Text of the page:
Sophia's Peace Work

Saturday, September 30, 2006

Bombing Damage in Southern Beirut

Some photos of the bombing damage I was able to see in southern Beirut. These images were all taken by David Enders. What is hard to convey by images like these is the shear scale of the bombing damage. To walk through this neighborhood where entire buildings in some cases have collapsed, to sit in a Hezbollah media office with all the windows blown out, to watch the people pick through the rubble ... no picture can provide you with the same feeling.

The above image shows one of the mainy signs placed on the bomb sites. It reads "Extremely Accurate Targets - The Devine Victory"

This last shot was of a refreshment stand set up for clean-up workers infront of a smashed building in southern Beirut.

Another event of the summer...

In addition to a trip to Kurdistan, I was also able to go to Lebanon in late august right after the ceasefire was started. I had a couple of friends (a journalist named David Enders and his translator) there and I spend a few days with them driving to see the bombing damage and conduct interviews.

David took the above image before I arrived of the coffins of the dead being loaded into a truck in southern Lebanon. He had already traveled extensively in the south of the country reporting on whole villages completely flattened by the conflict.

When I arrived we drove to Balbek in the Bekaa valley (the site of a famous roman city). As a Hezbollah stronghold, the Israelis had attacked the town during the conflict. Driving into town all the gas stations had been hit with pin-point accuracy, but areas on the edge of town appeared to have been struck in a more random fashion. The following are a few images of billboard taken on the way to Balbek ... in fact all throughout the country, these billboards are everywhere announcing the victory of Hezbollah over the Israelis and showcasing the U.S. support for the actions of the Israelis.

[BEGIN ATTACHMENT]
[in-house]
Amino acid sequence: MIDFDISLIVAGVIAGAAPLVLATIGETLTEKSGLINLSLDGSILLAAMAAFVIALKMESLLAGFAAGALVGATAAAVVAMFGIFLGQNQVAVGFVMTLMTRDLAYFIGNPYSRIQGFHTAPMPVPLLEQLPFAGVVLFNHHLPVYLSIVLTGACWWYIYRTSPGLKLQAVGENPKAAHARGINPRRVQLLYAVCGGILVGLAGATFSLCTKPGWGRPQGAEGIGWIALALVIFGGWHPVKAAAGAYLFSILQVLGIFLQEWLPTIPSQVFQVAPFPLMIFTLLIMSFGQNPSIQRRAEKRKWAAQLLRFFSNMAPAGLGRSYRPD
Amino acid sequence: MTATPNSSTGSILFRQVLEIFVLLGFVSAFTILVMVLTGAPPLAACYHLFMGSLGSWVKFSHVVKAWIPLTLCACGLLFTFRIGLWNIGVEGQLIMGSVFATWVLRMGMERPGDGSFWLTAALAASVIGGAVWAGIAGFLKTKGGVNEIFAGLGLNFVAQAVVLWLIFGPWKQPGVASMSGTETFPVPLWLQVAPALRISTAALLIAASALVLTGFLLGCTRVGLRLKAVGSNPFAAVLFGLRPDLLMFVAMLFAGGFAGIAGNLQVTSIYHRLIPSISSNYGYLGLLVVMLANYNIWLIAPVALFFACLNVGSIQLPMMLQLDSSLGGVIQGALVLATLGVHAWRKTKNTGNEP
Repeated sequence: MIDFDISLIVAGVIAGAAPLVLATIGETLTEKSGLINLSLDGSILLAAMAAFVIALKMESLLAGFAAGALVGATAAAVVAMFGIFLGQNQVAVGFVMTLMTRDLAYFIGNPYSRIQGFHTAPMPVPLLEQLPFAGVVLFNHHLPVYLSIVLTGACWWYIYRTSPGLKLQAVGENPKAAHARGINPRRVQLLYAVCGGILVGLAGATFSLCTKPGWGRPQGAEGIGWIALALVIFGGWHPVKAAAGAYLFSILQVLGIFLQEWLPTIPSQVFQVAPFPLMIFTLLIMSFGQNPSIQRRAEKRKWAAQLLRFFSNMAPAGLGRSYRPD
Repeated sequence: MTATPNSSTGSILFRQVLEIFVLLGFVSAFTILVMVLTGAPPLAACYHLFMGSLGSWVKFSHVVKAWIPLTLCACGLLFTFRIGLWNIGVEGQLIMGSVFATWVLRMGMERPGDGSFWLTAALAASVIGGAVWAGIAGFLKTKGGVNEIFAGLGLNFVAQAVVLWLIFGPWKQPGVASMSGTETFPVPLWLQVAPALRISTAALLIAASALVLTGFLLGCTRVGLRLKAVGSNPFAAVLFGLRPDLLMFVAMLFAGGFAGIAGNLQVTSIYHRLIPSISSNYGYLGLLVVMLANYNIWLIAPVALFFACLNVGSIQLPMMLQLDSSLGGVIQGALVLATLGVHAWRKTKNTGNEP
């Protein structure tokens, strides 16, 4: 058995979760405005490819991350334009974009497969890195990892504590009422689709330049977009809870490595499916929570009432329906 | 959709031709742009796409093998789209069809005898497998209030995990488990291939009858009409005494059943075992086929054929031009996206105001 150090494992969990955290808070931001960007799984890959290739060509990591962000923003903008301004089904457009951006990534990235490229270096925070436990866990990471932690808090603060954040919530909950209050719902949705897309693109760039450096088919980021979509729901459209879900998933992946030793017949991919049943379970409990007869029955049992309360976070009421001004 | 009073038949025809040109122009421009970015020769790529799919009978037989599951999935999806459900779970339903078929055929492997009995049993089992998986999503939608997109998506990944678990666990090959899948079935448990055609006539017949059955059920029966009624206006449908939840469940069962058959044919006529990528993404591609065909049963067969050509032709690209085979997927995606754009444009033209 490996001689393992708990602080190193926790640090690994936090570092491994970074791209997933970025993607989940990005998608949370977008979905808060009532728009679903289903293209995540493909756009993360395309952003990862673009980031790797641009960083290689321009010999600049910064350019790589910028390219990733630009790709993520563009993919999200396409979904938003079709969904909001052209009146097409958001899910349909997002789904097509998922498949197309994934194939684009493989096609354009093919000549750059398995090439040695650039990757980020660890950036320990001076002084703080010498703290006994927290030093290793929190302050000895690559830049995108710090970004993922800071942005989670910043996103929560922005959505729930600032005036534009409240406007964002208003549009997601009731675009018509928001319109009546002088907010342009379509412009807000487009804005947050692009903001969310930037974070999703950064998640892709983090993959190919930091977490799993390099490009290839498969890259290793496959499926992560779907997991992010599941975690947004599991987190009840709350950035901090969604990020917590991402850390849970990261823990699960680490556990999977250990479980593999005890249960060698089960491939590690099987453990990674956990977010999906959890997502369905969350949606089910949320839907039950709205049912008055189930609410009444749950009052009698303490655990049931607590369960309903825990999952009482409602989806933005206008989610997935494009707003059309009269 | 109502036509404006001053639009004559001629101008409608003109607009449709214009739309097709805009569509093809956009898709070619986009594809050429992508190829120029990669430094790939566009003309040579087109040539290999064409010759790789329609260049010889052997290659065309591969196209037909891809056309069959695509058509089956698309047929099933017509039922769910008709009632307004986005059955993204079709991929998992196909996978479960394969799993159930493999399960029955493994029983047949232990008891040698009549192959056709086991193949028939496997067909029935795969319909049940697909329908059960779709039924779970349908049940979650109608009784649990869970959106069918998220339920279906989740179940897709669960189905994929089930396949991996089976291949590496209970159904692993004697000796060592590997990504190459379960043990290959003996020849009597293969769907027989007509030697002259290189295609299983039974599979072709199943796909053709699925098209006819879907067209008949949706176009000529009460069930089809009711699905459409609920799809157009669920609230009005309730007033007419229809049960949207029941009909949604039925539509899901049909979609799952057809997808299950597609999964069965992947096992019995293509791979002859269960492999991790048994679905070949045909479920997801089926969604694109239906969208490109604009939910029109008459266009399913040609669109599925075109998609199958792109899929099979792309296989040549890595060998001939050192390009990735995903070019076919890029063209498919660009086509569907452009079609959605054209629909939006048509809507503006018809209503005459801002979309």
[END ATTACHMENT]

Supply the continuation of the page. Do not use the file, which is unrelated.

In this first image, the far billboard shows a destroyed city block with the words "Made in the USA"

The next image shows that support for Hezbollah certainly hasn't decreased. The yellow lamp post sign is the Hezbollah flag (also visible in the image above of the rocket launcher). All the towns in Lebanon, and the different neighborhoods of Beirut seem to be aflutter with the flags and signs of the various factions that are supported in that area. In the areas of Balbek I visited, these yellow signs were everywhere and to even go see the bombing damage to take photographs or do interviews, permission from Hezbollah was required first.

What's been going on for the past summer

Ok, this post (and the following ones) is an attempt to catch up on all the posting I should have been doing over the summer ... so it will be kind of a catch all of all my activities over the past few months. But first I want to start with a little side note. At the beginning of the year, the Iraqi Ministry of Environment published (with I believe World Health Organization (WHO) support ... atleast their logo is on it) a 2006 Calendar. Interestingly enough, the photos are all of the marshes ... that area were my organization does most of it works. But was was most interesting was the image for February 2006 (included below).